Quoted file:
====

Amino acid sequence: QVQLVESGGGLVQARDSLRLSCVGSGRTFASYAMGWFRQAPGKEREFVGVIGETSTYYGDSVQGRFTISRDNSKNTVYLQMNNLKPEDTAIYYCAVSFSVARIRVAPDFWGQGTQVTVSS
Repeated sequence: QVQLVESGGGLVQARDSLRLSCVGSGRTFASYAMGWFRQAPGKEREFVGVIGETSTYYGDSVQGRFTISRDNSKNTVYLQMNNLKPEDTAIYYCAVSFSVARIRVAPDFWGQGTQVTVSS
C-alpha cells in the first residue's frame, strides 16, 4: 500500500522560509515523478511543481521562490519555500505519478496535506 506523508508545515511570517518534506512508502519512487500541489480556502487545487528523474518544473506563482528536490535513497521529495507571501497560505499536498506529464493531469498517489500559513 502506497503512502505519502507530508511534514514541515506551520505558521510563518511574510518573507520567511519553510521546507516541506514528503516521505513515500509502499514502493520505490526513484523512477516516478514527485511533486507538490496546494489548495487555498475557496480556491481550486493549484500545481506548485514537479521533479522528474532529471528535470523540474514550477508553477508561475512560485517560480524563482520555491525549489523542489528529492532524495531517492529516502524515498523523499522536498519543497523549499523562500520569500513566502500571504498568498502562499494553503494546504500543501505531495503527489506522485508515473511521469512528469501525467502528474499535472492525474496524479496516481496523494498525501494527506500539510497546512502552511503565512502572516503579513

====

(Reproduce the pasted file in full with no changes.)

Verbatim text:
Amino acid sequence: QVQLVESGGGLVQARDSLRLSCVGSGRTFASYAMGWFRQAPGKEREFVGVIGETSTYYGDSVQGRFTISRDNSKNTVYLQMNNLKPEDTAIYYCAVSFSVARIRVAPDFWGQGTQVTVSS
Repeated sequence: QVQLVESGGGLVQARDSLRLSCVGSGRTFASYAMGWFRQAPGKEREFVGVIGETSTYYGDSVQGRFTISRDNSKNTVYLQMNNLKPEDTAIYYCAVSFSVARIRVAPDFWGQGTQVTVSS
C-alpha cells in the first residue's frame, strides 16, 4: 500500500522560509515523478511543481521562490519555500505519478496535506 506523508508545515511570517518534506512508502519512487500541489480556502487545487528523474518544473506563482528536490535513497521529495507571501497560505499536498506529464493531469498517489500559513 502506497503512502505519502507530508511534514514541515506551520505558521510563518511574510518573507520567511519553510521546507516541506514528503516521505513515500509502499514502493520505490526513484523512477516516478514527485511533486507538490496546494489548495487555498475557496480556491481550486493549484500545481506548485514537479521533479522528474532529471528535470523540474514550477508553477508561475512560485517560480524563482520555491525549489523542489528529492532524495531517492529516502524515498523523499522536498519543497523549499523562500520569500513566502500571504498568498502562499494553503494546504500543501505531495503527489506522485508515473511521469512528469501525467502528474499535472492525474496524479496516481496523494498525501494527506500539510497546512502552511503565512502572516503579513